The World Meteorological Organization has released its annual report on the global climate for 2022, revealing record-breaking heat, melting glaciers, and rising sea levels. The report also highlights the impact of extreme weather events on populations worldwide and the urgent need for improved early warning systems.
The State of the Global Climate 2022 shows the planetary scale changes on land, in the ocean and in the atmosphere caused by record levels of heat-trapping greenhouse gases. For global temperature, the years 2015-2022 were the eight warmest on record despite the cooling impact of a La Niña event for the past three years. Melting of glaciers and sea level rise – which again reached record levels in 2022 – will continue to up to thousands of years.
“While greenhouse gas emissions continue to rise and the climate continues to change, populations worldwide continue to be gravely impacted by extreme weather and climate events. For example, in 2022, continuous drought in East Africa, record breaking rainfall in Pakistan and record-breaking heatwaves in China and Europe affected tens of millions, drove food insecurity, boosted mass migration, and cost billions of dollars in loss and damage,” said WMO Secretary-General Prof. Petteri Taalas.
- Drought, floods and heatwaves affect large parts of the world and the costs are rising
- Global mean temperatures for the past 8 years have been the highest on record
- Sea level and ocean heat are at record levels – and this trend will continue for many centuries
- Antarctic sea ice falls to lowest extent on record
- Europe shatters records for glacier melt
“However, collaboration amongst UN agencies has proven to be very effective in addressing humanitarian impacts induced by extreme weather and climate events, especially in reducing associated mortality and economic losses. The UN Early Warnings for All Initiative aims to fill the existing capacity gap to ensure that every person on earth is covered by early warning services. At the moment about one hundred countries do not have adequate weather services in place. Achieving this ambitious task requires improvement of observation networks, investments in early warning, hydrological and climate service capacities,” he said.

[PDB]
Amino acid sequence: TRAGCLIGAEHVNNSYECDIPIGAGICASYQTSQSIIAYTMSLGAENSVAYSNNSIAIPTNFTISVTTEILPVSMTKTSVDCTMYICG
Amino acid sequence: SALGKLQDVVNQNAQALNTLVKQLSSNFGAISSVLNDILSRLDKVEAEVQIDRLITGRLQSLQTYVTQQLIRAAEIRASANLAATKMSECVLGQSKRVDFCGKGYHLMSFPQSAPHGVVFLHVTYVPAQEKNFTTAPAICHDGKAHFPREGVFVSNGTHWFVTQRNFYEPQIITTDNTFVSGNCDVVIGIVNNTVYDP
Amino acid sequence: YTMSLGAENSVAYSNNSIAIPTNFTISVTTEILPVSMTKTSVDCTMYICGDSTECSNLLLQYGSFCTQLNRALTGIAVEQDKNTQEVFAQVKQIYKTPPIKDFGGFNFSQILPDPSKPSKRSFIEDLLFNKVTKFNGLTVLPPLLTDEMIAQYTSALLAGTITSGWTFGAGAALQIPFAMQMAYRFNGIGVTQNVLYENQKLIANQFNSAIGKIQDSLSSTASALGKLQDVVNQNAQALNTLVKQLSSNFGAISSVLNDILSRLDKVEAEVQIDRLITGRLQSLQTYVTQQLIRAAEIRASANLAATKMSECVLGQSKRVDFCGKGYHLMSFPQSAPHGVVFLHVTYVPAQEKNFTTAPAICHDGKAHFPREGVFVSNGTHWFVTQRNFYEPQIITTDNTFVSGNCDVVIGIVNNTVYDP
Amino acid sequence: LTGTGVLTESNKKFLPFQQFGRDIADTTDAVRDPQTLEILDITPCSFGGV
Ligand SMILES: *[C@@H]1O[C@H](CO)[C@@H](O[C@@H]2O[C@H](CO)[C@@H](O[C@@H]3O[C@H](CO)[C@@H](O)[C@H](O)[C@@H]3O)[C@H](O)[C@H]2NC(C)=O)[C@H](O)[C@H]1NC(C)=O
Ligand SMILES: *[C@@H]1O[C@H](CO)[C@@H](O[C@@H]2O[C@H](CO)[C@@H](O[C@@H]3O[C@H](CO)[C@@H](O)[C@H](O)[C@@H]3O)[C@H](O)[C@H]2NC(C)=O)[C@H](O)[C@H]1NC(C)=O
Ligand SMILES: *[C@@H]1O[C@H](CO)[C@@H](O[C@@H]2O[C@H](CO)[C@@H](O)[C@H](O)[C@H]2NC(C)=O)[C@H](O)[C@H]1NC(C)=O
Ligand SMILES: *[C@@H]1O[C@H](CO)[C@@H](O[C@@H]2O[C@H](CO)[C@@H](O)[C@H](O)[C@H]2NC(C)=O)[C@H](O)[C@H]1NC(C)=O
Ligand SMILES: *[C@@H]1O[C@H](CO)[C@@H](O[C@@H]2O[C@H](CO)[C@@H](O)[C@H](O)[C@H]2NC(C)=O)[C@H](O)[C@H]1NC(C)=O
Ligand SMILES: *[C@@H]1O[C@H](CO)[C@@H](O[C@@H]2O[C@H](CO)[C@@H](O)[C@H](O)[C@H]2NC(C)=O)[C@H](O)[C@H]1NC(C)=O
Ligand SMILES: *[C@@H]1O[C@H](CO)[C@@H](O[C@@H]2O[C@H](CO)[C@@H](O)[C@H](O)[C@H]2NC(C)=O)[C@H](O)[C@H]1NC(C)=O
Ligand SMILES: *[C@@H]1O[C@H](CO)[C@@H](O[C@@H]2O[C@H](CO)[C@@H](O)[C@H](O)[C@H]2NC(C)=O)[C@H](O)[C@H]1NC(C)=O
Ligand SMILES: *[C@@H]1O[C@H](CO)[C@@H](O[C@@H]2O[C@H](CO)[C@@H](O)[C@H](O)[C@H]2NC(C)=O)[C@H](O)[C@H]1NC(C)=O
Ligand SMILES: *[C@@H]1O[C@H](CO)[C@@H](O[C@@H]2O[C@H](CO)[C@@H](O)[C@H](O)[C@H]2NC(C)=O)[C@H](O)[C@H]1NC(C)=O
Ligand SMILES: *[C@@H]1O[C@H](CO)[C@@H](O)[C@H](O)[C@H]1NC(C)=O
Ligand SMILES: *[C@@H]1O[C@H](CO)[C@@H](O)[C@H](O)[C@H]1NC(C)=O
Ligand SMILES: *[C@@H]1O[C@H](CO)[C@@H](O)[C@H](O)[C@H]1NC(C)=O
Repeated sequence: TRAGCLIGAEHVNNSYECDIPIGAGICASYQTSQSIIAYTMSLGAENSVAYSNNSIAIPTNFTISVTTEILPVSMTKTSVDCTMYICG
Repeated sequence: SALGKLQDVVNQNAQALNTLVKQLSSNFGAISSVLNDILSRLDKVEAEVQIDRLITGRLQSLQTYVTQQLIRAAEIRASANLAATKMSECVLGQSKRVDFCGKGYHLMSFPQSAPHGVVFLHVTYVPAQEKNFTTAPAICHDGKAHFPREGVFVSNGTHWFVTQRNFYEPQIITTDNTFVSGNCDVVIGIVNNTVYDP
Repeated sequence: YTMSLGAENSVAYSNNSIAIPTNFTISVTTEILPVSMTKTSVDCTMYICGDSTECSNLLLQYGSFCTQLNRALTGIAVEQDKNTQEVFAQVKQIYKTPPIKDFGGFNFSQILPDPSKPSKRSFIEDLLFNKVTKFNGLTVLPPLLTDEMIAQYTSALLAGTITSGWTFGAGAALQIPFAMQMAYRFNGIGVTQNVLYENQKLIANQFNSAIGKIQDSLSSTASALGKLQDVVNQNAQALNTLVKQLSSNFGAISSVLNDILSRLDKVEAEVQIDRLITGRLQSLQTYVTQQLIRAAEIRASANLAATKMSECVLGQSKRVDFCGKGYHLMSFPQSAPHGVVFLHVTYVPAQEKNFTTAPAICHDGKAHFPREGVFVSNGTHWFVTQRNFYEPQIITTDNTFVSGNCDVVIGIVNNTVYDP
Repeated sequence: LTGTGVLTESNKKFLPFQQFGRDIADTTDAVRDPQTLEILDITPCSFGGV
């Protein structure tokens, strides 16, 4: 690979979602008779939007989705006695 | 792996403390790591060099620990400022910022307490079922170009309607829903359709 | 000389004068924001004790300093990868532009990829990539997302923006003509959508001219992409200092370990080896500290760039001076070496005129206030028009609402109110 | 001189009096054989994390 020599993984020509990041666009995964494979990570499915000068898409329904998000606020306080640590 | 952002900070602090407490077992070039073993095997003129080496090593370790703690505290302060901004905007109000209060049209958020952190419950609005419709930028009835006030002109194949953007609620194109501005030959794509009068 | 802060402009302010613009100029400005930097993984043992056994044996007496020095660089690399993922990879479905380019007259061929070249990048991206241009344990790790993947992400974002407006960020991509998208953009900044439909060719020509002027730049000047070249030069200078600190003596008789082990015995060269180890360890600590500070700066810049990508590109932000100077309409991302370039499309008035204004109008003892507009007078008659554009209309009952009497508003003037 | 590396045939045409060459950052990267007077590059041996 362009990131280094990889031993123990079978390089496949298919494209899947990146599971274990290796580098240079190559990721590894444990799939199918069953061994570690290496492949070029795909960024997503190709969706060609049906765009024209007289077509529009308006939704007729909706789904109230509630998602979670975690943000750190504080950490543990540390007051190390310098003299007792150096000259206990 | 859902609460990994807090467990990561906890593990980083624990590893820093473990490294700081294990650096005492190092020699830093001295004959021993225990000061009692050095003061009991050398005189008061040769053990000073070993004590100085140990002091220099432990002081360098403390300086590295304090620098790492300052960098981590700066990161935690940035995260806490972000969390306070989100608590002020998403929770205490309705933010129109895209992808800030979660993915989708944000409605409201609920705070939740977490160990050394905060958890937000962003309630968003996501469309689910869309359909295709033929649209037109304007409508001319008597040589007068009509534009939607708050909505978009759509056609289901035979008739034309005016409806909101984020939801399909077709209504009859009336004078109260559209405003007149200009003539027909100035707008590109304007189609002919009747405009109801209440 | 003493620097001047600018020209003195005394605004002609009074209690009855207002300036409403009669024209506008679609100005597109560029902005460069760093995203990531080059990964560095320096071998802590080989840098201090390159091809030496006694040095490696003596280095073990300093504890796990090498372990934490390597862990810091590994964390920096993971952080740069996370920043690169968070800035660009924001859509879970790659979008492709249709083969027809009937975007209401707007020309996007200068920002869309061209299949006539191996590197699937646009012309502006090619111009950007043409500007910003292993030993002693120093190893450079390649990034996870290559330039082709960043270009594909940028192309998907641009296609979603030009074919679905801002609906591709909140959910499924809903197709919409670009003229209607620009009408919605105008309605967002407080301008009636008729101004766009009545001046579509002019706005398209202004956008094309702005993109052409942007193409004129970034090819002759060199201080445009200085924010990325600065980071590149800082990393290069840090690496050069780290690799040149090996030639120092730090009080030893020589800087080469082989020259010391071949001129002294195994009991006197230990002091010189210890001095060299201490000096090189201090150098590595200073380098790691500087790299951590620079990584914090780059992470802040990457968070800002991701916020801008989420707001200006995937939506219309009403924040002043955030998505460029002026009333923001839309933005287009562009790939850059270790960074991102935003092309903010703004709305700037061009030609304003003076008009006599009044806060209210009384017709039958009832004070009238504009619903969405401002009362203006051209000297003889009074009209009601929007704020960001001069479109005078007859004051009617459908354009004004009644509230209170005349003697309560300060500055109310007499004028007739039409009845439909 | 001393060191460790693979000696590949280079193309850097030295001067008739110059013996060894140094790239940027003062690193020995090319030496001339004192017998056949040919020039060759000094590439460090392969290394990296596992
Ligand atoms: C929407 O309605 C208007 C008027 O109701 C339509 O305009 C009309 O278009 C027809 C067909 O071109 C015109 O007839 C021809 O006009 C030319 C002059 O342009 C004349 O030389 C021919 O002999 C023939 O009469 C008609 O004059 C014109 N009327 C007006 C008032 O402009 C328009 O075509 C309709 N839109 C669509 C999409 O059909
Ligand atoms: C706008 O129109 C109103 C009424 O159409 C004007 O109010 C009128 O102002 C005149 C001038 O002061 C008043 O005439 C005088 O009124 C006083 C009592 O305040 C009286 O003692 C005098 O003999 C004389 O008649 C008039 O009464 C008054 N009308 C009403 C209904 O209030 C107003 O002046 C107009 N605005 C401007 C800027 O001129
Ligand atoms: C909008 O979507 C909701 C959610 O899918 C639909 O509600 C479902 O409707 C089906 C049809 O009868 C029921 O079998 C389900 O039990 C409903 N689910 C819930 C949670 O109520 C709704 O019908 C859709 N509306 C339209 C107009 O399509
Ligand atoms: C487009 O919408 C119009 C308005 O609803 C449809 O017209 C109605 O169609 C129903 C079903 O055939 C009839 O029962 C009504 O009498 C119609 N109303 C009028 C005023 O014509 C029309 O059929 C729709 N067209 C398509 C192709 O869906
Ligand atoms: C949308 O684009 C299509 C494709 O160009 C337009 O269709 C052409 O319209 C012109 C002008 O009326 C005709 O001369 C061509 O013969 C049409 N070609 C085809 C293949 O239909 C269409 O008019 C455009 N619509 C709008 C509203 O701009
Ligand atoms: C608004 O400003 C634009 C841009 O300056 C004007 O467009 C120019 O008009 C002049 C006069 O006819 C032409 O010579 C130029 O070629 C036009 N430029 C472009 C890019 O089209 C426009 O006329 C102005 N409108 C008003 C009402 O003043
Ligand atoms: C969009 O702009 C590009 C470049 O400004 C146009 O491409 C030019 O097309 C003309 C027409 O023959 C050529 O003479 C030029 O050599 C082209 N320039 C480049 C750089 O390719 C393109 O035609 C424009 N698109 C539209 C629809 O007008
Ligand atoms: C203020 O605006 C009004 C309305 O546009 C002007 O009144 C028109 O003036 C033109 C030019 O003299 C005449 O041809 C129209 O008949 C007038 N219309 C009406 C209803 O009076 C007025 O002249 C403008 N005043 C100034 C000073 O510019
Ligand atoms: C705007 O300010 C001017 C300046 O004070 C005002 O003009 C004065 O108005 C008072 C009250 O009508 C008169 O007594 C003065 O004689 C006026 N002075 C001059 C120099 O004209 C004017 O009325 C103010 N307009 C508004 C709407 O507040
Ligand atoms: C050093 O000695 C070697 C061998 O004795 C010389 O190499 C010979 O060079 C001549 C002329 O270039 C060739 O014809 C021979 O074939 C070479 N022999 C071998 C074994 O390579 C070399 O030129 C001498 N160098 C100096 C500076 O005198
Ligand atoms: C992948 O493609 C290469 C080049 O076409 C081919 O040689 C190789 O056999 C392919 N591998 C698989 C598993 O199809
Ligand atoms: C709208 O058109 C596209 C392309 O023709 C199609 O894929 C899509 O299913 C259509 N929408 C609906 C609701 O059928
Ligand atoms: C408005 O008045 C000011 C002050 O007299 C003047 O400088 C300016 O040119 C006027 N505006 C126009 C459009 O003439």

The new WMO report is accompanied by a story map, which provides information for policy makers on how the climate change indicators are playing out, and which also shows how improved technology makes the transition to renewable energy cheaper and more accessible than ever.
In addition to climate indicators, the report focuses on impacts. Rising undernourishment has been exacerbated by the compounded effects of hydrometeorological hazards and COVID-19, as well as of protracted conflicts and violence.
Throughout the year, hazardous climate and weather-related events drove new population displacement and worsened conditions for many of the 95 million people already living in displacement at the beginning of the year, according to the report.
The report also puts a spotlight on ecosystems and the environment and shows how climate change is affecting recurring events in nature, such as when trees blossom, or birds migrate.